So food from green markets and community supported agriculture is cleaner and healthier than that grocery store schmaltz, right? Not so fast, says E.coli litigation king Bill Marler, who recently wrote that convincing local food producers to keep their food clean will be one of the top ten food safety challenges of the year.
The New York Times reports that more and more people are buying shares of small farms, mostly on the coasts and around the Great Lakes region, which guarantee them a percentage of the season’s harvest. This “community-supported agriculture” model has exploded from fewer than 100 farms in the early 90s to nearly 1,500 in recent years. Helping out is optional, although we’re not sure the real farmers would appreciate our constant bitching about being in the sun. (I worked summers hoeing cotton fields in Texas, which is partly why I moved to NYC.)
12-year-old Megan Templeton was shopping with her father for some watermelons and hamburgers for their Memorial Day cook-out when she was stung by a stowaway scorpion that had made a home in the produce section of her local Walmart.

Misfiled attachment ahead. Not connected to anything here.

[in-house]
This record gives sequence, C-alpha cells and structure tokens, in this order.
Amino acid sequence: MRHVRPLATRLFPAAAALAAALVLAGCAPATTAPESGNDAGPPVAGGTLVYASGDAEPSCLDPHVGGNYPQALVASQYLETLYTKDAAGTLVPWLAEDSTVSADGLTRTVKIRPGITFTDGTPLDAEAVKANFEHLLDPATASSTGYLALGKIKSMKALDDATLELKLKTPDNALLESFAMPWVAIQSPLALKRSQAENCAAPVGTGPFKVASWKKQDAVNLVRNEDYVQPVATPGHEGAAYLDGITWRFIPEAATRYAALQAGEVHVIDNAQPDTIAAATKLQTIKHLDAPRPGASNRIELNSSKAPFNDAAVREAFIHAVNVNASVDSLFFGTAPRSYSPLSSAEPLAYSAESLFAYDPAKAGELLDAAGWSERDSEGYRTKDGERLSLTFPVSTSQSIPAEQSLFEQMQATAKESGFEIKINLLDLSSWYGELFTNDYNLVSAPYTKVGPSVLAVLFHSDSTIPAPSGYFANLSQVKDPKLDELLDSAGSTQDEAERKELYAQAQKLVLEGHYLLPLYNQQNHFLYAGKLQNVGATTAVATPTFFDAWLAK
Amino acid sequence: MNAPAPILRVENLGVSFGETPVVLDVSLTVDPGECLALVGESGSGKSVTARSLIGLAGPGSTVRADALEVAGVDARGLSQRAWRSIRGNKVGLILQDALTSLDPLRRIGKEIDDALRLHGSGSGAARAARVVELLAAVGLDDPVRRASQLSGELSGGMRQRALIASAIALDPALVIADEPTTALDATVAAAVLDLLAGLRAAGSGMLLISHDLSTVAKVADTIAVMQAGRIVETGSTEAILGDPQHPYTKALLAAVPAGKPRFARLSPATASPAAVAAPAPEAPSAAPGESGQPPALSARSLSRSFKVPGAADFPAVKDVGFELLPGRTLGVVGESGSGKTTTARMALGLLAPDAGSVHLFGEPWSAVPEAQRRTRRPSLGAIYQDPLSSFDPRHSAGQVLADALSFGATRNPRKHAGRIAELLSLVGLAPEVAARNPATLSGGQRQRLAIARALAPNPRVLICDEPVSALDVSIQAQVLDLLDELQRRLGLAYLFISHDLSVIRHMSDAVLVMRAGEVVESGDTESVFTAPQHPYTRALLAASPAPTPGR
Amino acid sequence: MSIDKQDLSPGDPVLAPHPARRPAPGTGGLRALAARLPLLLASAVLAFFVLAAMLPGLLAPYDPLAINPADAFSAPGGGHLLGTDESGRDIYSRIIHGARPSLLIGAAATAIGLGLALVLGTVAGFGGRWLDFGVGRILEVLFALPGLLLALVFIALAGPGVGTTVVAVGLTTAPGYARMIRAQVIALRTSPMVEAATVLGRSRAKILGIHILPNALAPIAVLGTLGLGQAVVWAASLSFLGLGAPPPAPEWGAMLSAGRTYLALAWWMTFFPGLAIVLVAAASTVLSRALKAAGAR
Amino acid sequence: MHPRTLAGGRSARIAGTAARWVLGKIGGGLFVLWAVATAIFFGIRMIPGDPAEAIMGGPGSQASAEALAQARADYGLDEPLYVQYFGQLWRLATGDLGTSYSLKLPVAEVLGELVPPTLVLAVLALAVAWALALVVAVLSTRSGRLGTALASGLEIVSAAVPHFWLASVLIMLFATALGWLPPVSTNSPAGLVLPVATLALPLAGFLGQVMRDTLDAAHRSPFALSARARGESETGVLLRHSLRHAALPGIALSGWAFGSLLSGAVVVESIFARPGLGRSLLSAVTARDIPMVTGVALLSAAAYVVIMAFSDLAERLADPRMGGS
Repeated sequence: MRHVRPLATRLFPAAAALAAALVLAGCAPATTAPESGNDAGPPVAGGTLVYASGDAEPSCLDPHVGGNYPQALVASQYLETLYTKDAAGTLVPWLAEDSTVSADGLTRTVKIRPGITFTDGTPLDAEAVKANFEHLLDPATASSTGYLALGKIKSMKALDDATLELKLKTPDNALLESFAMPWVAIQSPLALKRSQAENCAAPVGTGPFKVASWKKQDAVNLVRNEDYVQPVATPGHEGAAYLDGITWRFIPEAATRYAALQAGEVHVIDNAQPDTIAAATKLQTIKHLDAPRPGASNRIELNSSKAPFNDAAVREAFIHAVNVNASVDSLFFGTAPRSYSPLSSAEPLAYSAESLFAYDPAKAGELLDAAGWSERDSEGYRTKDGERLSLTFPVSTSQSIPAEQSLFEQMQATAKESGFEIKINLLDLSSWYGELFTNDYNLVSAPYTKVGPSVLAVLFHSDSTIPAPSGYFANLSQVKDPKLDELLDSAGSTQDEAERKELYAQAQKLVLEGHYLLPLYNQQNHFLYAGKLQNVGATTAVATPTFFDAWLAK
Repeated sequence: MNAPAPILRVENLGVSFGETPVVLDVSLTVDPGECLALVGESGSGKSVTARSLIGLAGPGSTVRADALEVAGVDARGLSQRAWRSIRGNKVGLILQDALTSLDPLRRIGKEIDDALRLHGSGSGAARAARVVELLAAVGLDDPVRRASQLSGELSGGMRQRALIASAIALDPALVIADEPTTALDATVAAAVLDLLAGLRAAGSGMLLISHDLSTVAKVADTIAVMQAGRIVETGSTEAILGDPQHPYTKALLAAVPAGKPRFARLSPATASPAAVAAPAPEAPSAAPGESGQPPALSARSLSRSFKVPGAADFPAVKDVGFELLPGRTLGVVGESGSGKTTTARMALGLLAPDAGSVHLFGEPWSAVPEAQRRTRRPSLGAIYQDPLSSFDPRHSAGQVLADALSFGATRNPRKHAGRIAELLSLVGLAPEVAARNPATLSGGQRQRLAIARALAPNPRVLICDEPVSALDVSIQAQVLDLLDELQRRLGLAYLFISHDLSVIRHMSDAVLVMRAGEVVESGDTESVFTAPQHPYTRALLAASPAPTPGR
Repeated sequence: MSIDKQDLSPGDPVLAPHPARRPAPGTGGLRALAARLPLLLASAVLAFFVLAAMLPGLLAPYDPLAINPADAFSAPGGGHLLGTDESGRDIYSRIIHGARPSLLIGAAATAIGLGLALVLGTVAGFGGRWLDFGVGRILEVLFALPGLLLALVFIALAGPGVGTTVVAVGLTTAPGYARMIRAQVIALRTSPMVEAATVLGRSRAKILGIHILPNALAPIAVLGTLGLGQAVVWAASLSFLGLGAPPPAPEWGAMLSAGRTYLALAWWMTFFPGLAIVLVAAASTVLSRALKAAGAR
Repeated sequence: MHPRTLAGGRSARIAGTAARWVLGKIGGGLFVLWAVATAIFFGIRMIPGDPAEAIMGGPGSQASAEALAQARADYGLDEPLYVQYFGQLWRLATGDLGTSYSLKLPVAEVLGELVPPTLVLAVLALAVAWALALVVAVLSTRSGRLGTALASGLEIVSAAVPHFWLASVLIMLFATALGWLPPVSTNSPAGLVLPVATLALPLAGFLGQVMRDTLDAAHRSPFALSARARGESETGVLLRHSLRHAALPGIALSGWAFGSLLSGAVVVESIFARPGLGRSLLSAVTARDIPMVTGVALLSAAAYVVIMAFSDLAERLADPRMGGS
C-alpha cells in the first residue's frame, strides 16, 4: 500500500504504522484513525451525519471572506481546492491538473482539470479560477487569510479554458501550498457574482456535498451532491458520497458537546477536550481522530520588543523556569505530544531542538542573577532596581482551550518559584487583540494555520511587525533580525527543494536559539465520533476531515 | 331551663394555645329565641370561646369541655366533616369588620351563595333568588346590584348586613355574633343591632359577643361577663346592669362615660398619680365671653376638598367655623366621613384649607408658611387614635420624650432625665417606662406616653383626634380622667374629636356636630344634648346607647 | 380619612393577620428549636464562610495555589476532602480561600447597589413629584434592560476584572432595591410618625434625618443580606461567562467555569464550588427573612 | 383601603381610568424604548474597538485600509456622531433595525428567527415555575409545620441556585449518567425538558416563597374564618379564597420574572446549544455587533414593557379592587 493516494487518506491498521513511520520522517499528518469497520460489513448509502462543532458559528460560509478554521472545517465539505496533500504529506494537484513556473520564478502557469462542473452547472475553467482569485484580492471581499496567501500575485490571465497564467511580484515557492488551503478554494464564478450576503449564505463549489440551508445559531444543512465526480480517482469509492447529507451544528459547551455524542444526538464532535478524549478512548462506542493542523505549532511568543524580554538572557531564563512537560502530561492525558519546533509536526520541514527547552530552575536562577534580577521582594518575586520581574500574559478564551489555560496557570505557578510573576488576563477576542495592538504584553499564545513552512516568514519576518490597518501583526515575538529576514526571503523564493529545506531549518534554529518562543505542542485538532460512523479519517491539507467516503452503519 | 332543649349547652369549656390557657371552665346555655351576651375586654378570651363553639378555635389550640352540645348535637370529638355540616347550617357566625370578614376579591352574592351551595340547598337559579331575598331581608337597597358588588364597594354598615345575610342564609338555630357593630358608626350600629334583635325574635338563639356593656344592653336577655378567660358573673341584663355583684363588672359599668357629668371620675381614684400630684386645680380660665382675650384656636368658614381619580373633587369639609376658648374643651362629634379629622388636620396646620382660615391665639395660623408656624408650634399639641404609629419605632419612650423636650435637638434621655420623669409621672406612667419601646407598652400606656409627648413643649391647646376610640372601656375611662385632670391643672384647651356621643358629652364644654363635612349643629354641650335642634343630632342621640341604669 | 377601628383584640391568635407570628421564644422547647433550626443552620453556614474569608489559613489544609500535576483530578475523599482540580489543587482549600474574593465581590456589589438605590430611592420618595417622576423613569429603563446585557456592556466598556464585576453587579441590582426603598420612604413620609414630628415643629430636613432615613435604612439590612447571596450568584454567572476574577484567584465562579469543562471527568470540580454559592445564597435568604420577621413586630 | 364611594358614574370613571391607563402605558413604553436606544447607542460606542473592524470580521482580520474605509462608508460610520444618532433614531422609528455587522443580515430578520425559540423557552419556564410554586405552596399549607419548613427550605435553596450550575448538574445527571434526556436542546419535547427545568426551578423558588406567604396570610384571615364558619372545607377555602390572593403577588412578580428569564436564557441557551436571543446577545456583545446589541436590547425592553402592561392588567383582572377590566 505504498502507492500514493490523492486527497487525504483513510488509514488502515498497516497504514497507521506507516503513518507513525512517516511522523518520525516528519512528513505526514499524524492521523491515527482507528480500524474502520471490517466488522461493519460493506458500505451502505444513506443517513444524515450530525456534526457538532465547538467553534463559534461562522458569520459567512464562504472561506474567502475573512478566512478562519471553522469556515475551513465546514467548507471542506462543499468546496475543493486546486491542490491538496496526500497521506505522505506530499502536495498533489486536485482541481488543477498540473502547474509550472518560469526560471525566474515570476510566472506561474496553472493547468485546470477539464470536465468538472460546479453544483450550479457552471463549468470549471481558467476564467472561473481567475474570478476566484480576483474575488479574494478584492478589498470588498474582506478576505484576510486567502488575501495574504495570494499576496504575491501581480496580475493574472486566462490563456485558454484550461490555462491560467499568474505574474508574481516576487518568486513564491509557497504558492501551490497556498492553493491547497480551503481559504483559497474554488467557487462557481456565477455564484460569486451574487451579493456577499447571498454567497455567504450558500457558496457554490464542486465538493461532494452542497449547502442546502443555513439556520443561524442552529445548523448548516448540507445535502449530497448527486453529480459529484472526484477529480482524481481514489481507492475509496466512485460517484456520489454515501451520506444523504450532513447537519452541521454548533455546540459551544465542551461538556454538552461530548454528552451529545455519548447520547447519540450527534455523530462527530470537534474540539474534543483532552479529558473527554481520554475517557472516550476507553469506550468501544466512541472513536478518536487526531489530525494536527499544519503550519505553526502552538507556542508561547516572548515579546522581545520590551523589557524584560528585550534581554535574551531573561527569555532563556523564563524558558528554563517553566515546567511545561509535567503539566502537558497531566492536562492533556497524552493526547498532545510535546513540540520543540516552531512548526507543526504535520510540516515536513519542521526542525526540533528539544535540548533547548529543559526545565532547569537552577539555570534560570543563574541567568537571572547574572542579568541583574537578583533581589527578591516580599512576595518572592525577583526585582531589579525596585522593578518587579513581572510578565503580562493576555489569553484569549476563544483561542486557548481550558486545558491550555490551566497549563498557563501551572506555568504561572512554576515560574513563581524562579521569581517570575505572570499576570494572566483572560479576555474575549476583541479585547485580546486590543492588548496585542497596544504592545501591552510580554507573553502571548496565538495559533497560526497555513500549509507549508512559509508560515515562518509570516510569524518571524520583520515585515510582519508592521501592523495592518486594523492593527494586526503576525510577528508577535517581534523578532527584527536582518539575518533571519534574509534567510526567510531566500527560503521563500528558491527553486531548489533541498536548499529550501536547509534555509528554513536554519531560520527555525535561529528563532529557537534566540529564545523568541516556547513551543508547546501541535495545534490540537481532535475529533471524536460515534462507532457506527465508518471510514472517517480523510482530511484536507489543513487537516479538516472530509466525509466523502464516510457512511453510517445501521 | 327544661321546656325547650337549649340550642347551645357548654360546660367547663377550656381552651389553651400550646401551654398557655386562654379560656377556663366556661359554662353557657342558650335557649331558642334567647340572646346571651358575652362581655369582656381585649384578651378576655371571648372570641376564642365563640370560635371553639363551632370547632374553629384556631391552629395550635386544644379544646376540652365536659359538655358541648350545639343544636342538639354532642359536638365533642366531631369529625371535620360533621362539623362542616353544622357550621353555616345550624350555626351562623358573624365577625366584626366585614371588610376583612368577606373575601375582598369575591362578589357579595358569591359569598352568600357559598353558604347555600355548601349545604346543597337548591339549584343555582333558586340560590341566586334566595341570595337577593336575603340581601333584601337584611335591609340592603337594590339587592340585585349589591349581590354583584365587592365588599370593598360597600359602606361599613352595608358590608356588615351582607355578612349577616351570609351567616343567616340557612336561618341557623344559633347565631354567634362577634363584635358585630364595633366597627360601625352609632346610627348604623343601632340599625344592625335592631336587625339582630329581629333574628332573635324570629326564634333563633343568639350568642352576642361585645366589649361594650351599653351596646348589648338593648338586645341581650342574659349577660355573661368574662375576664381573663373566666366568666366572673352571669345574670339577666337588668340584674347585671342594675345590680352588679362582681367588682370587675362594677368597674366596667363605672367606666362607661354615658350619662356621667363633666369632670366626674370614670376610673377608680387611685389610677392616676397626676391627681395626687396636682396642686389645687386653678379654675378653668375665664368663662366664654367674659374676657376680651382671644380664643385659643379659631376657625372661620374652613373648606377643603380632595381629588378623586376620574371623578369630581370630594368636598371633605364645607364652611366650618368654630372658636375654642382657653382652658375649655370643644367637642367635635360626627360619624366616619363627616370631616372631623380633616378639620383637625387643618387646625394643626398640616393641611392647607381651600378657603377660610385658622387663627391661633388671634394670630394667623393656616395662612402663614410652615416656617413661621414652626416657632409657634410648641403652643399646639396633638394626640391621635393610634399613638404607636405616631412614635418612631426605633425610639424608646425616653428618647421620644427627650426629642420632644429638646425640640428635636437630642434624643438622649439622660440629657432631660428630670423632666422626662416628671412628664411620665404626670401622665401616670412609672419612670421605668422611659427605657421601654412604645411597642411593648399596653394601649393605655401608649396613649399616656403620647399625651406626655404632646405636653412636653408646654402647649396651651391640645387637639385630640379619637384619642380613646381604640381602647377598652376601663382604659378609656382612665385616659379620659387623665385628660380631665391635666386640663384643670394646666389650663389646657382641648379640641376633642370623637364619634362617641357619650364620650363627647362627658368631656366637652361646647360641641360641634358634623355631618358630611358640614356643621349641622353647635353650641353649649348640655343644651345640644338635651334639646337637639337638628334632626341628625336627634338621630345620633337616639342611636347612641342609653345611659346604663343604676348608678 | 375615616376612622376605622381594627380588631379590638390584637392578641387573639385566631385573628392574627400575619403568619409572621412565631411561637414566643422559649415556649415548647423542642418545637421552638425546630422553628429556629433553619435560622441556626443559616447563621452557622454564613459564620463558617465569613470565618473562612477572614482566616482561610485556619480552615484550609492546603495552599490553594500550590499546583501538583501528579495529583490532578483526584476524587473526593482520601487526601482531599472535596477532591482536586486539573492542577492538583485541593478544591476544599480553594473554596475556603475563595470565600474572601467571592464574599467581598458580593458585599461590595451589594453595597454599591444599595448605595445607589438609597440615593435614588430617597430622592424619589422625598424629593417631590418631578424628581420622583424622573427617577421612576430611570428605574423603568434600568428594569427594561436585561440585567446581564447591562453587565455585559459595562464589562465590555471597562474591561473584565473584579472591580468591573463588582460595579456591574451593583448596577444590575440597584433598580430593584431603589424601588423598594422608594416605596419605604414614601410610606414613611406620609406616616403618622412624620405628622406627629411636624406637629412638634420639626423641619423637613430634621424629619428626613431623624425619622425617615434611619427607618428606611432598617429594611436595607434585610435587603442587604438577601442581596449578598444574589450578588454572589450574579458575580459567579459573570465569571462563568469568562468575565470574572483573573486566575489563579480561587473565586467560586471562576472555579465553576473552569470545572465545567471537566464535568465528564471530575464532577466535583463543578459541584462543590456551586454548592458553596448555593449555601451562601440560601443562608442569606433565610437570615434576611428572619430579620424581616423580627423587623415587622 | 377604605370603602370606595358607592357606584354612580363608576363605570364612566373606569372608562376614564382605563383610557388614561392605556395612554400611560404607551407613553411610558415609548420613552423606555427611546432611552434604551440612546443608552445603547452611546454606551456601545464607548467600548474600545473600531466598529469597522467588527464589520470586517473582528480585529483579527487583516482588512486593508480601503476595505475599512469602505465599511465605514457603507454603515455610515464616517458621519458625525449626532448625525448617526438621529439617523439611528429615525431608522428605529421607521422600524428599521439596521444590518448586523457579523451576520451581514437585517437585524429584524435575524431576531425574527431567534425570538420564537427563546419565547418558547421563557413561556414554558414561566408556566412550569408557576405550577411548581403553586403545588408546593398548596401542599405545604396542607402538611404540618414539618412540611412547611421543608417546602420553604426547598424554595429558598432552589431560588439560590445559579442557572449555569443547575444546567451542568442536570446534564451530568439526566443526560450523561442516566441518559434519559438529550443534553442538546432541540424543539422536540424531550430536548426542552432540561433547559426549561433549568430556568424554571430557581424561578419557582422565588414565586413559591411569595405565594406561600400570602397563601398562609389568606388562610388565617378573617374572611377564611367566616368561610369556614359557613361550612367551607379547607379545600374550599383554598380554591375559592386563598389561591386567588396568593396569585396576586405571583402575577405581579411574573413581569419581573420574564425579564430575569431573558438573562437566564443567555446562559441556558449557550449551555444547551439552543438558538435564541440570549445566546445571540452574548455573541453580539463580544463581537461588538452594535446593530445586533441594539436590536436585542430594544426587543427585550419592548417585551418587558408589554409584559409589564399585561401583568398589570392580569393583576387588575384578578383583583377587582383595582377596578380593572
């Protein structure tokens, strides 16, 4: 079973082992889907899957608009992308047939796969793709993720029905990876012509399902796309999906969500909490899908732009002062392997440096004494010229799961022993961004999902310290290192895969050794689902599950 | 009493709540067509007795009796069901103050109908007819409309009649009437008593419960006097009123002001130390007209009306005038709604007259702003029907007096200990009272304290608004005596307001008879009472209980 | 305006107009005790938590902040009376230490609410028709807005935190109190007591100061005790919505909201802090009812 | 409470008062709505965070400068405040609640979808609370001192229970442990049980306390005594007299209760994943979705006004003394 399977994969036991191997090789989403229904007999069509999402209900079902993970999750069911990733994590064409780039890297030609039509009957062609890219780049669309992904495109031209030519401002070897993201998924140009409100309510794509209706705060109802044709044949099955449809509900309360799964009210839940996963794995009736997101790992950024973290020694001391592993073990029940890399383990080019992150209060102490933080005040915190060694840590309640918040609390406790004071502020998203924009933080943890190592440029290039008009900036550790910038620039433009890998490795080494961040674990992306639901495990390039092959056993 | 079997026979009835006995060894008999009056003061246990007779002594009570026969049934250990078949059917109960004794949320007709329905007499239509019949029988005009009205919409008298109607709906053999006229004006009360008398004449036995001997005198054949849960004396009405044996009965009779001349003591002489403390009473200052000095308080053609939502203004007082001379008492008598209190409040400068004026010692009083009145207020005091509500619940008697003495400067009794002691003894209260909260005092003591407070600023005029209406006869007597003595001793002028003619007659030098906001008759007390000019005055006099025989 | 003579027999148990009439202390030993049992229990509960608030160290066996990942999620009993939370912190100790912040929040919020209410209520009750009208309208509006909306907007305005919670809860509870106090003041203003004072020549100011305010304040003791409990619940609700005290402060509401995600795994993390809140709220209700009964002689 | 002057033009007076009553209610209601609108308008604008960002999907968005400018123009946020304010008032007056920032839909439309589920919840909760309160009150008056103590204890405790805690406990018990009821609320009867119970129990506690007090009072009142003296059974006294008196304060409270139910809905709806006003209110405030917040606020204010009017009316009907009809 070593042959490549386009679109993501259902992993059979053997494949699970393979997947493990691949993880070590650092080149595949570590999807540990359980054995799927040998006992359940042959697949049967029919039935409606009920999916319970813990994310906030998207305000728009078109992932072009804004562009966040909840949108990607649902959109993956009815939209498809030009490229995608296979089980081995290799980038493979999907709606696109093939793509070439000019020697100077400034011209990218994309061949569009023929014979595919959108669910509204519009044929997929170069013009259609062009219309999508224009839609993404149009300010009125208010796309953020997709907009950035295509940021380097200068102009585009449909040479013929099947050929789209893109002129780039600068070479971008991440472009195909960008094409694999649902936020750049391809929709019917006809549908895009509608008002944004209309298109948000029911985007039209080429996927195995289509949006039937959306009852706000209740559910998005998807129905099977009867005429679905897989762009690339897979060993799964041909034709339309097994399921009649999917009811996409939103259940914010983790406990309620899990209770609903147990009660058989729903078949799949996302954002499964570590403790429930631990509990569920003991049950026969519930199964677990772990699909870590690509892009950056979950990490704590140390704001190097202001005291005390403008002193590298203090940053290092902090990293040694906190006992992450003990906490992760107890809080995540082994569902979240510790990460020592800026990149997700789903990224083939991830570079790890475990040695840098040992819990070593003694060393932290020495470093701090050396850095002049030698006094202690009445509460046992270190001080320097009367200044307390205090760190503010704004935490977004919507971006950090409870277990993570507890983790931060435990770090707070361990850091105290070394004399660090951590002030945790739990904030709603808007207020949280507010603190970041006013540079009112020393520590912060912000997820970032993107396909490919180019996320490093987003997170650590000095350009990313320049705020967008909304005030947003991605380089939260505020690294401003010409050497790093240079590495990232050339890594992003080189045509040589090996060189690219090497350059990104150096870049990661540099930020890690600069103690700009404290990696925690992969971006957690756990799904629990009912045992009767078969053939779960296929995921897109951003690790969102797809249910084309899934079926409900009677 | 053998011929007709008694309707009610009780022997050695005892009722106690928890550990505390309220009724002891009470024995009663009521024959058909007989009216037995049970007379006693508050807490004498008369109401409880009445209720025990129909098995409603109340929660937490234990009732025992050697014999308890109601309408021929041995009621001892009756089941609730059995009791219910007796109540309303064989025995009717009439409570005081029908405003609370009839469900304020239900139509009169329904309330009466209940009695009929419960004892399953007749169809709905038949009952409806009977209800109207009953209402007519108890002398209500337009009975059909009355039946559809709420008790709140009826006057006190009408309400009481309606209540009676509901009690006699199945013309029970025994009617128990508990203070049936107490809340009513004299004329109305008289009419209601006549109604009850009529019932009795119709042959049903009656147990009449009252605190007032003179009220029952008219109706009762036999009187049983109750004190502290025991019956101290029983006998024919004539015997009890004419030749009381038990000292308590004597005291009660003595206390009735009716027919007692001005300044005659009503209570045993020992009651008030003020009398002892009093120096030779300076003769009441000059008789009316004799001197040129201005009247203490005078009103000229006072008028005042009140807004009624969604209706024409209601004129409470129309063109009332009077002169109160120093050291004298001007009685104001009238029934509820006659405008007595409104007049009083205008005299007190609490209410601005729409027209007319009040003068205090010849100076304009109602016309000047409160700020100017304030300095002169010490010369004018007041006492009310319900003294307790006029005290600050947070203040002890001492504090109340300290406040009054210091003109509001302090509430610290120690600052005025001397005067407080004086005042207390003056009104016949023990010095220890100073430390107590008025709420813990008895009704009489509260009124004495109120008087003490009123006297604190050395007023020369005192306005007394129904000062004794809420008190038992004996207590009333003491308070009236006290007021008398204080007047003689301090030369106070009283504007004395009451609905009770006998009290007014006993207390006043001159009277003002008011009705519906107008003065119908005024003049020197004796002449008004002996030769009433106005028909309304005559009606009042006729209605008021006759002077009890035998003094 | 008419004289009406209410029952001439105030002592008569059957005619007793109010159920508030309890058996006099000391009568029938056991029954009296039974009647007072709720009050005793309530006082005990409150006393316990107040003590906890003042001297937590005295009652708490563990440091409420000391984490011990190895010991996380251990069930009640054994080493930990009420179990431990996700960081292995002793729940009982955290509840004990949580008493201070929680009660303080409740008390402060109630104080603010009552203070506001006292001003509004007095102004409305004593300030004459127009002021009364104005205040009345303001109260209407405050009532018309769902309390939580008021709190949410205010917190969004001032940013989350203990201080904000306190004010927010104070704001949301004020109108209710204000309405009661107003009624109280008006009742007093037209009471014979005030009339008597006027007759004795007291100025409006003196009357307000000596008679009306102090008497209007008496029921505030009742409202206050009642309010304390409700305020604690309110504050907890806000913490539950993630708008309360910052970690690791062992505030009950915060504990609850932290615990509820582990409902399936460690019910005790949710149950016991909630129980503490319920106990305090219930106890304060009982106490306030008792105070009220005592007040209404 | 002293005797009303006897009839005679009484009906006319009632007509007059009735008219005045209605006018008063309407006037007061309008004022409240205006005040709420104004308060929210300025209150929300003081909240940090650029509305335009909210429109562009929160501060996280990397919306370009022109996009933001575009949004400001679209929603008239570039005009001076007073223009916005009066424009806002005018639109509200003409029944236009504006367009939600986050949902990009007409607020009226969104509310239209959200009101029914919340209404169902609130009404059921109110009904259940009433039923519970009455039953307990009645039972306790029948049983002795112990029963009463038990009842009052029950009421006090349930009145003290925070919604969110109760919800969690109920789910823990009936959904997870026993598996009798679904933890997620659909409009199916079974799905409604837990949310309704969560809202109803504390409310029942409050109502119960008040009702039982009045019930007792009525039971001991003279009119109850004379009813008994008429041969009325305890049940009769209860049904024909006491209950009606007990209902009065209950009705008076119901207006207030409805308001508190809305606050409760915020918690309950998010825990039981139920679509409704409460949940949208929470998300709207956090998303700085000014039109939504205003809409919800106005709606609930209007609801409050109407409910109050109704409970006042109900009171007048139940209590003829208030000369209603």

Last week a Florida journalist busted Burger King VP Stephen Grover for using his tween-aged daughter’s email account to slam a farm workers group—but that wasn’t the only weird email event related to this story. Now Burger King is taking steps to officially distance itself from Grover’s actions and the other internal emails by announcing it’s launched an “internal investigation” into all three.
The next time Burger King VP Stephen Grover goes online to spread FUD about labor advocates, he should probably leave his daughter out of it. For one thing, she’s a horrible accomplice and will spill her guts to the first reporter who calls. For another thing, this forthrightness clearly makes her too ethical to smear a group that’s trying to bring pay for tomato pickers up to living wage levels.
Jose writes, I thought that the long lines and the produce always being out of stock was bad enough, but then I noticed the small family of birds living at my local Safeway (Nutley St, Fairfax, VA).
Burger King has been fighting with tomato pickers in southern Florida for two years, refusing to pay a penny more per pound. Now the burger chain has announced that they may simply buy their tomatoes somewhere else.
You know how it is, picking at knots for minutes, whittling down your fingernails, and then you get frustrated and say forget it, I’m going to eat some cookies from this nice, easy jar.